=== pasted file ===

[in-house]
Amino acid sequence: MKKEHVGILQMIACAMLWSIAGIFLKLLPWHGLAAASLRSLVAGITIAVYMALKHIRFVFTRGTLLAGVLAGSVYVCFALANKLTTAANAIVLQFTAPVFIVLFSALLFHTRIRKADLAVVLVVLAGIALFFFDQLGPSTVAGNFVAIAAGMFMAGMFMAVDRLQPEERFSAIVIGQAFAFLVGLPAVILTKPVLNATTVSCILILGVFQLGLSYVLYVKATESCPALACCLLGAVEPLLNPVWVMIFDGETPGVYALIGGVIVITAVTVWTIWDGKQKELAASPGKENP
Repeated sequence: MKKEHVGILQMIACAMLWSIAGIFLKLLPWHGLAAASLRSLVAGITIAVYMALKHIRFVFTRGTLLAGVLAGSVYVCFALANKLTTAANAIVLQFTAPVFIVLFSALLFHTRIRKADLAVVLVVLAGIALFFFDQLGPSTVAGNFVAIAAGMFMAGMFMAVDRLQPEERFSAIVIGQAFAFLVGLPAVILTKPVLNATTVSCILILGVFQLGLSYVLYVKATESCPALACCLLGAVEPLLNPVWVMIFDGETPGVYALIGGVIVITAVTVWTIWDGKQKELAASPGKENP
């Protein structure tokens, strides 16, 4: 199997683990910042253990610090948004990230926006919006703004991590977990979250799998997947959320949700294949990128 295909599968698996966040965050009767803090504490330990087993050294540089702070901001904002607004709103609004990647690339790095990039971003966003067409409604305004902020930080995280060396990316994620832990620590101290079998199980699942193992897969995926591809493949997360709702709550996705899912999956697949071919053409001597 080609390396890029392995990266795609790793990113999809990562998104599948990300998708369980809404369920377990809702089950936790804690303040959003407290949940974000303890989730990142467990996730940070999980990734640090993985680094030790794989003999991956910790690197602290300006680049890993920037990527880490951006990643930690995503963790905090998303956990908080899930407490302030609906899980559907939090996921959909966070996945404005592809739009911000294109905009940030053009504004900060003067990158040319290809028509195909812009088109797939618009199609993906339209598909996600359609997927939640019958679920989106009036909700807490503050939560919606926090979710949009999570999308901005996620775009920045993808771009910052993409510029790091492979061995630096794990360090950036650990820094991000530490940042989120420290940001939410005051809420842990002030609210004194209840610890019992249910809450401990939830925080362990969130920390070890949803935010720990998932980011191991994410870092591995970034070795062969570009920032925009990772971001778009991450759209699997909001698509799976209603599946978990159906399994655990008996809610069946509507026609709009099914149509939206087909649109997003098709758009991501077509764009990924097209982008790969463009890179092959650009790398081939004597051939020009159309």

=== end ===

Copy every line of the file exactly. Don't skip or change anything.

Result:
[in-house]
Amino acid sequence: MKKEHVGILQMIACAMLWSIAGIFLKLLPWHGLAAASLRSLVAGITIAVYMALKHIRFVFTRGTLLAGVLAGSVYVCFALANKLTTAANAIVLQFTAPVFIVLFSALLFHTRIRKADLAVVLVVLAGIALFFFDQLGPSTVAGNFVAIAAGMFMAGMFMAVDRLQPEERFSAIVIGQAFAFLVGLPAVILTKPVLNATTVSCILILGVFQLGLSYVLYVKATESCPALACCLLGAVEPLLNPVWVMIFDGETPGVYALIGGVIVITAVTVWTIWDGKQKELAASPGKENP
Repeated sequence: MKKEHVGILQMIACAMLWSIAGIFLKLLPWHGLAAASLRSLVAGITIAVYMALKHIRFVFTRGTLLAGVLAGSVYVCFALANKLTTAANAIVLQFTAPVFIVLFSALLFHTRIRKADLAVVLVVLAGIALFFFDQLGPSTVAGNFVAIAAGMFMAGMFMAVDRLQPEERFSAIVIGQAFAFLVGLPAVILTKPVLNATTVSCILILGVFQLGLSYVLYVKATESCPALACCLLGAVEPLLNPVWVMIFDGETPGVYALIGGVIVITAVTVWTIWDGKQKELAASPGKENP
């Protein structure tokens, strides 16, 4: 199997683990910042253990610090948004990230926006919006703004991590977990979250799998997947959320949700294949990128 295909599968698996966040965050009767803090504490330990087993050294540089702070901001904002607004709103609004990647690339790095990039971003966003067409409604305004902020930080995280060396990316994620832990620590101290079998199980699942193992897969995926591809493949997360709702709550996705899912999956697949071919053409001597 080609390396890029392995990266795609790793990113999809990562998104599948990300998708369980809404369920377990809702089950936790804690303040959003407290949940974000303890989730990142467990996730940070999980990734640090993985680094030790794989003999991956910790690197602290300006680049890993920037990527880490951006990643930690995503963790905090998303956990908080899930407490302030609906899980559907939090996921959909966070996945404005592809739009911000294109905009940030053009504004900060003067990158040319290809028509195909812009088109797939618009199609993906339209598909996600359609997927939640019958679920989106009036909700807490503050939560919606926090979710949009999570999308901005996620775009920045993808771009910052993409510029790091492979061995630096794990360090950036650990820094991000530490940042989120420290940001939410005051809420842990002030609210004194209840610890019992249910809450401990939830925080362990969130920390070890949803935010720990998932980011191991994410870092591995970034070795062969570009920032925009990772971001778009991450759209699997909001698509799976209603599946978990159906399994655990008996809610069946509507026609709009099914149509939206087909649109997003098709758009991501077509764009990924097209982008790969463009890179092959650009790398081939004597051939020009159309």